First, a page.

Rhode Island – Unique

2rhode-islandRhode Island was the birthplace of the Industrial Revolution in America. The state fostered its own industry utilizing what existed making Rhode Island unique and special. The state grew and  roads and railroads were built in order to accommodate the industry. Providence, easily accessible by water became a major world seaport. In fact, during the Revolutionary War, the craftspeople and merchants became the primary suppliers of goods for the French and Continental armies. Providence was a city of self-made business entrepreneurs who financed expeditions to the Mediterranean, the Far and Middle East by 1781. Thanks to booming trade, the city grew and flourished; traditional wood homes were transformed into glorious ornate brick mansions. Then, sometime after WWII all that industry left the state leaving a huge legacy of abandoned industrial sites.

Providence is a resistant and somewhat matter-of-fact city, a private place perfectly happy to get along with whatever might come along and to do without, if it does not. The city of aloofness is also home to an art scene that is artsy and low-key but packs a punch with RISD, the art galleries and art competitions in and around Providence and Pawtucket. Today the city boasts a thriving cultural and academic community.rhode-island

This is a more easy going city than many of the larger art cities of the United States. There is a sense of slowing down and of gathering particularly on Water Fire evenings. There are galleries in converted and restored mills, artists living and working in the same places, art contests sponsored by galleries and art clubs, exhibition spaces available in revitalized mills, and interesting galleries on the Brown Campus. With all this to boast about, there seems to be yet a kind of conscious neglect, a disinclination to promote, and brand beyond the confines of the city.

Nonetheless, gentrification is occurring and areas like Pawtucket and Olneyville are experiencing a renewal in urban planning and development. With cheaper spaces, a friendly scene and a thoughtful audience, the once abandoned outskirts of Providence are making noise in the art world. There is Hope Artiste Village in Pawtucket with shops, coffee roasters, yoga, galleries, performance art and restaurants. In Olneyville there is The Plant with artists residences, shops, the famous Cuban Revolution restaurant, Yellow Peril Gallery, Just Art Contemporary Art gallery and GRIN gallery. Down the street from The Plant is Rising Sun Mills hosting residential lofts, commercial spaces and a wonderful restaurant/café. These are all revitalized turn of the century New England mills and exactly what Providence needs, a multifaceted environment that is organic, historic, full of an old world scrappy-type of charm.Bowens-Wharf-Newport,-RI-787005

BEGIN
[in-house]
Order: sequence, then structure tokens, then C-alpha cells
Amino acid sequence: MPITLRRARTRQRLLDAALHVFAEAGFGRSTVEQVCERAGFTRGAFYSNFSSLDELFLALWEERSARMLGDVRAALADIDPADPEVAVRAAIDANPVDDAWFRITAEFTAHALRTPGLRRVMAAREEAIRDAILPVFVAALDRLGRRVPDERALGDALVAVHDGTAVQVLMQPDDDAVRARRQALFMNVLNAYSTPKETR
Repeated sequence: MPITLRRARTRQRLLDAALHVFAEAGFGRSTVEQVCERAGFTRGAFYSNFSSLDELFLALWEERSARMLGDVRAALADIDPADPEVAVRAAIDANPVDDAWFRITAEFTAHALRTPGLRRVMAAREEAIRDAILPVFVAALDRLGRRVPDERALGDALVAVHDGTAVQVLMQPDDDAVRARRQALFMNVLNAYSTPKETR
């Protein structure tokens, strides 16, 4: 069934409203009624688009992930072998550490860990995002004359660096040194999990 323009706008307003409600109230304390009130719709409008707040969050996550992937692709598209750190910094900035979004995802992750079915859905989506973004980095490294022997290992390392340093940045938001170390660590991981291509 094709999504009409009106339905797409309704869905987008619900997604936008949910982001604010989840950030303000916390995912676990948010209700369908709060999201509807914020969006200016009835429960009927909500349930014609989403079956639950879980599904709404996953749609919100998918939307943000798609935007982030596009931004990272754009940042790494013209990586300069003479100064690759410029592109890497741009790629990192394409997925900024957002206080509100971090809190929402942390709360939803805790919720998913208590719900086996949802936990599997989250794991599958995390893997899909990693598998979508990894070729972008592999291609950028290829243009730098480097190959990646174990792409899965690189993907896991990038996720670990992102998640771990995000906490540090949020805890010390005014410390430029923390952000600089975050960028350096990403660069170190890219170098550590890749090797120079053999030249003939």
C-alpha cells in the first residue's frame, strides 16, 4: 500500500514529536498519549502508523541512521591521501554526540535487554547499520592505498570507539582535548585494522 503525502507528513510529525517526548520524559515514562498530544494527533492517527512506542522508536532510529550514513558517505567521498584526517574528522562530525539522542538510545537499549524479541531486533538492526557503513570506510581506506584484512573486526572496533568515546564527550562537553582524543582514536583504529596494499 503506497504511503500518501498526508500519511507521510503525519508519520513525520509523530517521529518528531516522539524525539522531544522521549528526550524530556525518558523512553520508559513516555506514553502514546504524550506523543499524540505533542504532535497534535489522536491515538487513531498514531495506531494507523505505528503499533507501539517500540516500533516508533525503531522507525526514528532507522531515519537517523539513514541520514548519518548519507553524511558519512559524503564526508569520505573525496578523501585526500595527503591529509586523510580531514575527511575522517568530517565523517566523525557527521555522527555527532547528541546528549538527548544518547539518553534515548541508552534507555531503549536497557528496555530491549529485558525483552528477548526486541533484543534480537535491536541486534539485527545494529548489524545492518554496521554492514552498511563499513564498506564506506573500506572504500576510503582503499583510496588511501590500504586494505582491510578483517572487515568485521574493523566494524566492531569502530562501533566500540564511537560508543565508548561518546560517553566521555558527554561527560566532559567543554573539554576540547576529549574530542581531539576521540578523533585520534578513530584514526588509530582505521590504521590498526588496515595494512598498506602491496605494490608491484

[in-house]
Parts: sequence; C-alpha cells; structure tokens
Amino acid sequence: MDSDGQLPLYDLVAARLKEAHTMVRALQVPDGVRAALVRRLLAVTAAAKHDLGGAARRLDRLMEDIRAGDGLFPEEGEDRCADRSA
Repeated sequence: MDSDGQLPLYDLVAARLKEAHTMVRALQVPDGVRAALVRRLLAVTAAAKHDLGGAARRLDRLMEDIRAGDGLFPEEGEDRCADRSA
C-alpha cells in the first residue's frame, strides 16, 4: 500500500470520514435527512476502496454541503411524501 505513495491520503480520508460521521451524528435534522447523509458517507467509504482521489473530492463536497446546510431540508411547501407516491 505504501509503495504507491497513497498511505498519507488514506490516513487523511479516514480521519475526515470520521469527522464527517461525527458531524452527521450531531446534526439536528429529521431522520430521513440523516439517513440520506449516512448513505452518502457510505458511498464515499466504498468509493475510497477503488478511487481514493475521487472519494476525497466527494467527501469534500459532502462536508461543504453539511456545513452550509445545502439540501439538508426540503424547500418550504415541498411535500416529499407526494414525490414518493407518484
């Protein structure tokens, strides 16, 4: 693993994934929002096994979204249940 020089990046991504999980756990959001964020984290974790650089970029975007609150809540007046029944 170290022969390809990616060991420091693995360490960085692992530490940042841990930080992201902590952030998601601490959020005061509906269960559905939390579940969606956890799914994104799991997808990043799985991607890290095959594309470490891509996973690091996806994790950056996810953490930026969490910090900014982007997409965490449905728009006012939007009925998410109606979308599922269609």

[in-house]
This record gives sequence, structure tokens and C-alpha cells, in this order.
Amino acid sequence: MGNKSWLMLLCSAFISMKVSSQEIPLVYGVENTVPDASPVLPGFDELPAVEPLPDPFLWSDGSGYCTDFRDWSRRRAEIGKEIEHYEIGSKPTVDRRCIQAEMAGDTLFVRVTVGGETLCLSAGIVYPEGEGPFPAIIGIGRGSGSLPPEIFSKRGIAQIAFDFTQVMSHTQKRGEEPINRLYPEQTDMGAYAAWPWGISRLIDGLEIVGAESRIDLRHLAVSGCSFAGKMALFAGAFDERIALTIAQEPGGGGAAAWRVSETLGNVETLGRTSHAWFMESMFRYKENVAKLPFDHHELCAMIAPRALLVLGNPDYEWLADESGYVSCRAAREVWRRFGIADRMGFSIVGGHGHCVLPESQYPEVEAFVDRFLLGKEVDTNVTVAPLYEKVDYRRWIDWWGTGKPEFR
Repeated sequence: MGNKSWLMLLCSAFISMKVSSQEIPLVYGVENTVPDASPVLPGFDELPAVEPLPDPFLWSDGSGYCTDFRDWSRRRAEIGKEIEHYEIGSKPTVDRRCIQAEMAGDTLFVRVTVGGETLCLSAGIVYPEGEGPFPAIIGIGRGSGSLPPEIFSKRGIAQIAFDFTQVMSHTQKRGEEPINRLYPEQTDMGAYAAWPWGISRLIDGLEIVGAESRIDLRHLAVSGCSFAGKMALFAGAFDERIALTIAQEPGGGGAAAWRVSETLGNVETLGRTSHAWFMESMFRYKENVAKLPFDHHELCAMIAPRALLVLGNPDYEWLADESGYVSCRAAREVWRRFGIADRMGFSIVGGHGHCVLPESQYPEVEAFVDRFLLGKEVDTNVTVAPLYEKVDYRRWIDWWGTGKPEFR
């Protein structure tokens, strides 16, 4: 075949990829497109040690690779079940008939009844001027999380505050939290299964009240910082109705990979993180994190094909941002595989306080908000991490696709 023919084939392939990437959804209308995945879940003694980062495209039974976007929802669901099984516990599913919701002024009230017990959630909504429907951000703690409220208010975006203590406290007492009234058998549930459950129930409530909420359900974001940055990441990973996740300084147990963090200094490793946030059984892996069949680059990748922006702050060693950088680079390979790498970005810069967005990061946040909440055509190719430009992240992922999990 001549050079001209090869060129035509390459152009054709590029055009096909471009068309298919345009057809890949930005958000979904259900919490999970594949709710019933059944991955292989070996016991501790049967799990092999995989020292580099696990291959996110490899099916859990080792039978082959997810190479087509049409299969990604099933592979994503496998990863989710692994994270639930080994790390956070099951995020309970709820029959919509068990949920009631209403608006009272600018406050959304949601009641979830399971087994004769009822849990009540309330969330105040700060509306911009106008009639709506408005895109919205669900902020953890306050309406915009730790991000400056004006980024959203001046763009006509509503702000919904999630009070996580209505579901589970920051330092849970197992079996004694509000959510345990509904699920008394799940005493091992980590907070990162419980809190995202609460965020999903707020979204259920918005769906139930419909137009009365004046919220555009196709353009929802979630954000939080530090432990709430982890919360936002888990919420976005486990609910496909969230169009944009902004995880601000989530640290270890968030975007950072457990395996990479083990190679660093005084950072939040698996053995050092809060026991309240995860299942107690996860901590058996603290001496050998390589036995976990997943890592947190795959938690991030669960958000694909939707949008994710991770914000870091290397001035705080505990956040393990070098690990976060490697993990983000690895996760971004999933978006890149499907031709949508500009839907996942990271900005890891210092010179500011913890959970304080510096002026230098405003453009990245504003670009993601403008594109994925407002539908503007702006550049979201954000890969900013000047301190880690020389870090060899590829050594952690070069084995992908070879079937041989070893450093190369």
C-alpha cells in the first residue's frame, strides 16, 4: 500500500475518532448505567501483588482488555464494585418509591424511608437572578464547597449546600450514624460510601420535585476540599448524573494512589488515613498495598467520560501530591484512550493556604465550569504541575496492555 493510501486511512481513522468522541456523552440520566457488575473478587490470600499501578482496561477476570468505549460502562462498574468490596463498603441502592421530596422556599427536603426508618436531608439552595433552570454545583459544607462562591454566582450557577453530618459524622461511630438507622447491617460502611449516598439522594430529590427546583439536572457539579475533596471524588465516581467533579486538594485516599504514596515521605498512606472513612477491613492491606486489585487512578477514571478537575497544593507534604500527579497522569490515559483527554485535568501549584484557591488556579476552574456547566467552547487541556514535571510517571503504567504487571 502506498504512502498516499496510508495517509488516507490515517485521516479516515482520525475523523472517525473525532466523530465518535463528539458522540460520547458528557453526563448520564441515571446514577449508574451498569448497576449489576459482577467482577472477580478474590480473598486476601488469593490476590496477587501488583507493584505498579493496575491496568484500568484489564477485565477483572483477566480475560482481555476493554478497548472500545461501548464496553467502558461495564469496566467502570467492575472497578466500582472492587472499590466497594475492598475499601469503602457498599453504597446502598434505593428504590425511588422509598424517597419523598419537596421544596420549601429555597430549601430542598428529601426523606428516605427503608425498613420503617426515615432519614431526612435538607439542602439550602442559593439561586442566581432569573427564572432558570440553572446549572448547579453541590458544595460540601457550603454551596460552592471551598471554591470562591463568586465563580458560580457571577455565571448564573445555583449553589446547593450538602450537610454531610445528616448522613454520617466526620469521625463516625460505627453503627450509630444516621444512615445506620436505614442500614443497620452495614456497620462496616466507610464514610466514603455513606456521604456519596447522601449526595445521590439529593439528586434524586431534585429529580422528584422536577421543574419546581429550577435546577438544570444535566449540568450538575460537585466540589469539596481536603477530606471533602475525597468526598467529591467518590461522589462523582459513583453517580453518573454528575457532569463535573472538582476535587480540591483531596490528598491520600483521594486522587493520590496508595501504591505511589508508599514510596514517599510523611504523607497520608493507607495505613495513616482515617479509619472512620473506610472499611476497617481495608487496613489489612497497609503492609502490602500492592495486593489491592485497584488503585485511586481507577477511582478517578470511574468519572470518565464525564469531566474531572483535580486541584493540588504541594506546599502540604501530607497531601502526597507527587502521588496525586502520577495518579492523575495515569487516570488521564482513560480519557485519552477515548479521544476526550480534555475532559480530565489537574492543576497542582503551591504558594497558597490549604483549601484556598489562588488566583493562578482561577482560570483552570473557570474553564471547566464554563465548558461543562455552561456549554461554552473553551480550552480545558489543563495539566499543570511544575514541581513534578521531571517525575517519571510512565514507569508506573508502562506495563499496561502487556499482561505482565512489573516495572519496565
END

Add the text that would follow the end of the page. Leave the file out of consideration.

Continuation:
With the amazing power and pull of RISD where many young artists come to not only study but begin their careers, Brown University, Providence College and Rhode Island College bring lots of vitality to the city’s intellectual life and with Johnson & Wales University, the largest culinary educator in the world, the city’s restaurants experience world class culinary talent. Thus, it is a wonder why a national museum does not exist in Providence; it would certainly make the city world-class and help bump it up and out of the niche of just being worldly.

Studies Abroad

ImageThursday the 16th is Gallery Night. We are replacing the conceptual and abstract works with figurative works and these will be available for two weeks when we will be again changing the exhibit to display the latest works from Luciano Bellet arriving this week.

The links below go along with our focus and goal of fostering art abroad and that means both ways, from the US to Italy and from Europe to the United States. In fact, we are organizing for next summer a few art studies here in Providence with visiting artists from Italy so stay tuned.

http://www.acadweb.wwu.edu/eesp/template/studyabroad/home_italy.shtml and this is another link to art studies in Florence. http://santareparata.org/

One of the reasons we believe studies abroad are crucial to artistic development is for the same reason we chose Italian art, the fact that historically, Italy has contributed so much to the European art world and consequently to the world. Living abroad for just a few months is not enough time for one to absorb and immerse oneself into the minutiae of all the art contained not just in museums but also on the streets of all of Europe. Every building and corner and door is a work of art and finding a way to give the brain an overload of everything that inspired our ancestors is crucial to becoming the artist that lies within. “One must un-learn in order to make room for the poetry, that works of art were just a sum of errors.” Riccardo Schweizer

Lest we not forget, that an education is one thing but, an education obtained via museums, travels and living in Europe and abroad will stimulate the artist to un-learn, leaving room for the expression within.